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Students read their school work in Arlene Lebowitz's third-grade class.
On Thursday, California, along with 43 other states, announced it will adopt a new type of nationwide testing. Thanks to a federal grant of $330 million, California will replace the year-end math and English exams for the 2014-2015 school year with new tests that will better determine teacher effectiveness and student learning. It’ll also focus on measuring achievement based on national academic standards, emphasizing research and critical thinking skills. Could this new system of testing change the way students are taught in California? And, as the debate over teacher evaluations escalates, will the test benefit students and teachers alike?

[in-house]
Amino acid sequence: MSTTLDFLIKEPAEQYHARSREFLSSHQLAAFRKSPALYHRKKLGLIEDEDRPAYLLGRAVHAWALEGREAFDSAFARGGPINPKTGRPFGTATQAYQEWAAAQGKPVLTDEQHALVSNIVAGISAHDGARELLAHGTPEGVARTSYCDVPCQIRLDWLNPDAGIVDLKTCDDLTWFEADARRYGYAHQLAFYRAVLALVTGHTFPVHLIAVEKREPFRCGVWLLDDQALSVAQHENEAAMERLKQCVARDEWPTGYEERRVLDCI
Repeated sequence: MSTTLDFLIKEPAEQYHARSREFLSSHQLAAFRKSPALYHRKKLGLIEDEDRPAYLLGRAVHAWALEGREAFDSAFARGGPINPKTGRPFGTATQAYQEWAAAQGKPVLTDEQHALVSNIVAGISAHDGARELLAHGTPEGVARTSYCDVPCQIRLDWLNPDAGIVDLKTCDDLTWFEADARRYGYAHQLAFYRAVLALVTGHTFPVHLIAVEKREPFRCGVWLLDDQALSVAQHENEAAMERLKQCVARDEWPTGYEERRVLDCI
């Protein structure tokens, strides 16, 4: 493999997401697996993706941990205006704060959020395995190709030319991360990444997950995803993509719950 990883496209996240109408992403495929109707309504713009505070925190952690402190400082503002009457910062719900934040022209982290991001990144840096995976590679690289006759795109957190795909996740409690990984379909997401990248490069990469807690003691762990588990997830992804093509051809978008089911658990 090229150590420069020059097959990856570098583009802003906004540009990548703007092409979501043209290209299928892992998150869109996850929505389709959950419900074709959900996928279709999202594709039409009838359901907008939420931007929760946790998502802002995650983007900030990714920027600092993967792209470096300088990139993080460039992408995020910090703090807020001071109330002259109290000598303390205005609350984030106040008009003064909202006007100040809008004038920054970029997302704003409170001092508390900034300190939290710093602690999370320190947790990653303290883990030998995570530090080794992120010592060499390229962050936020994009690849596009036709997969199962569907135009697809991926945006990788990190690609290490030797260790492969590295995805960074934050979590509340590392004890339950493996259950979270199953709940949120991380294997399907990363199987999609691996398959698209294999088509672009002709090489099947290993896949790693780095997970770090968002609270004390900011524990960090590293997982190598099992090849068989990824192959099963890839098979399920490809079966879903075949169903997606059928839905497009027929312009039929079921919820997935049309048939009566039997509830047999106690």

Howard Blume, Education reporter, Los Angeles Times